Brussels, 14 March 2014
EU Trade Commissioner De Gucht travels to South East Asia to boost trade ties with Vietnam, Cambodia and Myanmar
As part of ongoing efforts to bolster the EU’s trade links with ASEAN countries, EU Trade Commissioner Karel De Gucht will next week travel to Vietnam, Cambodia and Myanmar. During his four-day visit from 17 to 20 March, the Commissioner will hold high level talks with his counterparts in each country. His arrival in Hanoi will coincide with the start of the 7th round of talks for an EU-Vietnam free trade agreement (FTA), while in Myanmar capital Nay Pyi Taw the Commissioner is expected to launch negotiations for an EU-Myanmar investment protection agreement.
’I’m looking forward to constructive talks with our partners in South East Asia,’ said the Commissioner on the eve of his visit. ’Experience is showing how opening up to trade is helping these dynamic countries raise living standards. At the same time, their markets provide opportunities for European exporters, so we really do have a win-win situation.’
The Commissioner’s visit will begin in the Vietnamese capital Hanoi, Vietnam, where he will meet Prime Minister Nguyen Tan Dung and the Minister of Industry and Trade Vu Huy Hoang to take stock of progress in the ongoing FTA negotiations. Together, the leaders will open the latest round of talks that began in June 2012. The round will run from 17-21 March. Both sides are looking for a swift conclusion of the negotiations so that businesses can start reaping the benefits of what is expected to be an ambitious agreement. Once in place, the agreement will boost EU-Vietnam trade and investment ties and provide more business opportunities on both sides.
In Cambodia, Commissioner De Gucht will meet his counterpart Sun Chanthol, Senior Minister of Commerce. Their discussions will follow on from the recently held EU-Cambodia Joint Committee.
On his first official visit to Myanmar, the Commissioner will meet Dr Kan Zaw, Minister of National Planning and Economic Development, and is scheduled to meet Win Myint, Minister of Commerce. He will also meet leader of the opposition party the National League for Democracy (NLD), Daw Aung San Suu Kyi.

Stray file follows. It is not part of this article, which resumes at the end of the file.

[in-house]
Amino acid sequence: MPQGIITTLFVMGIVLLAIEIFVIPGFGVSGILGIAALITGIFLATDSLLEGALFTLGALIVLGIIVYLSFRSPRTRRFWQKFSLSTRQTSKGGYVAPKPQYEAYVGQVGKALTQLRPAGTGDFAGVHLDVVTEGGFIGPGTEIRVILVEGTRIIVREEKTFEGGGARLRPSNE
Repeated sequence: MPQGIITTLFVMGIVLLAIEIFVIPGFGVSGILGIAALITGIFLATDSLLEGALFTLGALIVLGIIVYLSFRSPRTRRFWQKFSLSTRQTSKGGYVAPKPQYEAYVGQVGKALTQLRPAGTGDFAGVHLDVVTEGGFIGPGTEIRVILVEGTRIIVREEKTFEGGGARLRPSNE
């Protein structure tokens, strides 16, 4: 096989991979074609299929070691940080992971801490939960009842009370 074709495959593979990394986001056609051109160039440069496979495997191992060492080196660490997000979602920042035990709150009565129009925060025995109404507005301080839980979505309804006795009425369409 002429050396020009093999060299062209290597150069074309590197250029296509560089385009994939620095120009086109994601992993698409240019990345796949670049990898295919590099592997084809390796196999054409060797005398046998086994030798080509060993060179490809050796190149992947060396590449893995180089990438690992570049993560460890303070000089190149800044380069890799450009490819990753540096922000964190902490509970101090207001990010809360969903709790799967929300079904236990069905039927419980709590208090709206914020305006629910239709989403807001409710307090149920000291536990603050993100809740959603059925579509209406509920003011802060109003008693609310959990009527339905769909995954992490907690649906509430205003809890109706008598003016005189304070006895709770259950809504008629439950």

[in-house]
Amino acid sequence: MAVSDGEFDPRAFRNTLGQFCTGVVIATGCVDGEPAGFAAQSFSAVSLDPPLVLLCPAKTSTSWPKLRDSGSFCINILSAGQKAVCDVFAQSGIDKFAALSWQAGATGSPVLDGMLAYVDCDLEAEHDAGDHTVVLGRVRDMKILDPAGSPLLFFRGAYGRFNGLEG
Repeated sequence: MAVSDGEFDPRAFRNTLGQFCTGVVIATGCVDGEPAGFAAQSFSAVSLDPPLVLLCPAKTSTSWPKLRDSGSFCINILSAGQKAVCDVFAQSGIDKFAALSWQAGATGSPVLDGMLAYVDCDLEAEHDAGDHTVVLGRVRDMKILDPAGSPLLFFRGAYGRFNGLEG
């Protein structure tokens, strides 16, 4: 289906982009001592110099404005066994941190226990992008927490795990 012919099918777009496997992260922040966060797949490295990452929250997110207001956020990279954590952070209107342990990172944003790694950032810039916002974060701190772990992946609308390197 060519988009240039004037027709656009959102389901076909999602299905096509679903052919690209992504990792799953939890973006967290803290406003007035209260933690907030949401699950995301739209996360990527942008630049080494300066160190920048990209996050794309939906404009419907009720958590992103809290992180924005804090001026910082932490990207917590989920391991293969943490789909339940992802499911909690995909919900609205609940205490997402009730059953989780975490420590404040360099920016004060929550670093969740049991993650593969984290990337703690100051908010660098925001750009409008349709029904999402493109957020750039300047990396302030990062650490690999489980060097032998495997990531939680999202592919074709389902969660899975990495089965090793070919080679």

With Minister Kan Zaw, Commissioner De Gucht is expected to launch the negotiations of an EU-Myanmar investment protection agreement. This follows on from the recent reinstatement of trade preferences under the Everything But Arms scheme in July 2013.
The EU and Vietnam, one of the 10 ASEAN countries, announced the start of bilateral FTA negotiations in Brussels in June 2012. Vietnam is the third ASEAN country to hold FTA negotiations with the EU after Singapore and Malaysia, and followed by Thailand. The FTA will cover trade in goods and services, investment, government procurement, intellectual property rights, including geographical indications, and other regulatory issues such as non-tariff barriers, animal and plant health and hygiene issues, technical barriers to trade, customs and trade facilitation, and trade and sustainable development.
The EU and Vietnam have strong trade ties. In 2013, Vietnam became the EU’s 4th largest trading partner in ASEAN (and 32nd overall). In 2012, two-way trade amounted to almost €24 bn, with EU exports to Vietnam amounting to €5.3 bn and EU imports from Vietnam to €18.5 bn. The EU is one of the largest foreign direct investors in Vietnam, committing €1.37bn in total.
While pursuing a bilateral approach, the EU is not losing sight of the ultimate goal of achieving an agreement with ASEAN as a whole, one of the most dynamic regions in the world. The EU is therefore looking to reach an ambitious agreement with Vietnam that is coherent with other individual FTAs with ASEAN members.
EU exports are mainly high-tech products – electrical machinery and equipment, aircraft, vehicles, pharmaceutical products and iron and steel. Vietnam’s key exports to the EU include telephone sets, electronic products, footwear, textiles and clothing, coffee, rice, fishery products, and furniture.
As a Least Developed Country (LDC) Cambodia benefits from the most favourable regime available under the EU’s Generalised Scheme of Preferences (GSP), the Everything But Arms (EBA) scheme. The EBA Scheme gives the 49 Least Developed Countries duty free access to the EU for exports of all products, except arms and ammunition.
In 2013, bilateral trade in goods with Cambodia reached €2.8 bn, rising from €2.1 bn in 2012. Cambodian exports to the EU rose by 30% to hit €2.4 bn. The main exports were clothing (68.8%), footwear (12.9%), bicycles (10.3%), rice (5.2%) and sugar (1.6%). In 2013, the EU was Cambodia’s biggest export market, except for garments.
As an LDC, Myanmar, like Cambodia, benefits from the EBA scheme. It was reinstated into the GSP tariff preferences on 19 July 2013, with retroactive application as of 13 June 2012. This was a response to the process of political and economic reform begun in 2011 and followed the June 2012 decision by the Conference of the International Labour Organisation (ILO) to suspend its restrictive resolution on Myanmar. These preferences had been temporarily withdrawn since 1997 due to violations of the principles of the ILO convention on forced labour.
In 2013, bilateral trade in goods with Myanmar amounted to €569 m, compared to €403 million in 2012, a 41% increase.
Myanmar exports to the EU increased by 35% in 2013 to reach €223 m compared to €165 m in 2012. While previously focussed on garments (66.9%), fisheries products (8%), rice (4.4%) and beans (4.3%), in 2013 Myanmar’s exports saw the share of garments drop to 58.2%. Exports of precious stones (11.7%) and wood products (7.8%) re-entered the country’s export base, however.